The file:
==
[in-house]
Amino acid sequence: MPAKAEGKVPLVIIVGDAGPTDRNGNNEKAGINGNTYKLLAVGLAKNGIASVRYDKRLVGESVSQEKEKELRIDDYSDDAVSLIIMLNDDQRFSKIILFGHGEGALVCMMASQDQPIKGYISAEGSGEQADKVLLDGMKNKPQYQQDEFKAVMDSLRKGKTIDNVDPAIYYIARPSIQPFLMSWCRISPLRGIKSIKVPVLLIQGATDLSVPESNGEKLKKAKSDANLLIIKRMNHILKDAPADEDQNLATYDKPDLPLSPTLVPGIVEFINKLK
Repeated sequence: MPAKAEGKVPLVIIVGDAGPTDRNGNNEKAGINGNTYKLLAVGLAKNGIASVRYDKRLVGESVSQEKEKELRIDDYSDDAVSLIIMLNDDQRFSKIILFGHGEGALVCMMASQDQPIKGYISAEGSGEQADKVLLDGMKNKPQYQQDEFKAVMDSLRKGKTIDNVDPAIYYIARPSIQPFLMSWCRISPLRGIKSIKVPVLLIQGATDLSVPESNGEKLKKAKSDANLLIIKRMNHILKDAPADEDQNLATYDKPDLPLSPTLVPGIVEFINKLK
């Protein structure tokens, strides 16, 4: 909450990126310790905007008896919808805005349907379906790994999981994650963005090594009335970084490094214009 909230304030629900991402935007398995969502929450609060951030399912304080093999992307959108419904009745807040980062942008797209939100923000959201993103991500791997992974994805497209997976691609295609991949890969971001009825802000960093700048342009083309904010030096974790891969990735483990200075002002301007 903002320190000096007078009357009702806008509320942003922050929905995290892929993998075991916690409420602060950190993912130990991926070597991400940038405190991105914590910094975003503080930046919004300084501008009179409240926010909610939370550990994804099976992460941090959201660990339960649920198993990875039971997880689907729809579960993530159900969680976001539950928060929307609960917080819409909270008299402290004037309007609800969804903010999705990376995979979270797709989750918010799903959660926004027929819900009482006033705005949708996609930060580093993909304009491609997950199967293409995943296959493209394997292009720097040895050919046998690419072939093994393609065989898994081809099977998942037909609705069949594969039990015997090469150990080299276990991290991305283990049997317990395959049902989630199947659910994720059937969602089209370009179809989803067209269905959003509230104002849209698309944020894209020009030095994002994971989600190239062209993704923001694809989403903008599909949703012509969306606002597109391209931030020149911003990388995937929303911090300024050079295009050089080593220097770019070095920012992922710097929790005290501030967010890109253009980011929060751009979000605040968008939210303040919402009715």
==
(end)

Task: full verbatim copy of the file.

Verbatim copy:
[in-house]
Amino acid sequence: MPAKAEGKVPLVIIVGDAGPTDRNGNNEKAGINGNTYKLLAVGLAKNGIASVRYDKRLVGESVSQEKEKELRIDDYSDDAVSLIIMLNDDQRFSKIILFGHGEGALVCMMASQDQPIKGYISAEGSGEQADKVLLDGMKNKPQYQQDEFKAVMDSLRKGKTIDNVDPAIYYIARPSIQPFLMSWCRISPLRGIKSIKVPVLLIQGATDLSVPESNGEKLKKAKSDANLLIIKRMNHILKDAPADEDQNLATYDKPDLPLSPTLVPGIVEFINKLK
Repeated sequence: MPAKAEGKVPLVIIVGDAGPTDRNGNNEKAGINGNTYKLLAVGLAKNGIASVRYDKRLVGESVSQEKEKELRIDDYSDDAVSLIIMLNDDQRFSKIILFGHGEGALVCMMASQDQPIKGYISAEGSGEQADKVLLDGMKNKPQYQQDEFKAVMDSLRKGKTIDNVDPAIYYIARPSIQPFLMSWCRISPLRGIKSIKVPVLLIQGATDLSVPESNGEKLKKAKSDANLLIIKRMNHILKDAPADEDQNLATYDKPDLPLSPTLVPGIVEFINKLK
């Protein structure tokens, strides 16, 4: 909450990126310790905007008896919808805005349907379906790994999981994650963005090594009335970084490094214009 909230304030629900991402935007398995969502929450609060951030399912304080093999992307959108419904009745807040980062942008797209939100923000959201993103991500791997992974994805497209997976691609295609991949890969971001009825802000960093700048342009083309904010030096974790891969990735483990200075002002301007 903002320190000096007078009357009702806008509320942003922050929905995290892929993998075991916690409420602060950190993912130990991926070597991400940038405190991105914590910094975003503080930046919004300084501008009179409240926010909610939370550990994804099976992460941090959201660990339960649920198993990875039971997880689907729809579960993530159900969680976001539950928060929307609960917080819409909270008299402290004037309007609800969804903010999705990376995979979270797709989750918010799903959660926004027929819900009482006033705005949708996609930060580093993909304009491609997950199967293409995943296959493209394997292009720097040895050919046998690419072939093994393609065989898994081809099977998942037909609705069949594969039990015997090469150990080299276990991290991305283990049997317990395959049902989630199947659910994720059937969602089209370009179809989803067209269905959003509230104002849209698309944020894209020009030095994002994971989600190239062209993704923001694809989403903008599909949703012509969306606002597109391209931030020149911003990388995937929303911090300024050079295009050089080593220097770019070095920012992922710097929790005290501030967010890109253009980011929060751009979000605040968008939210303040919402009715």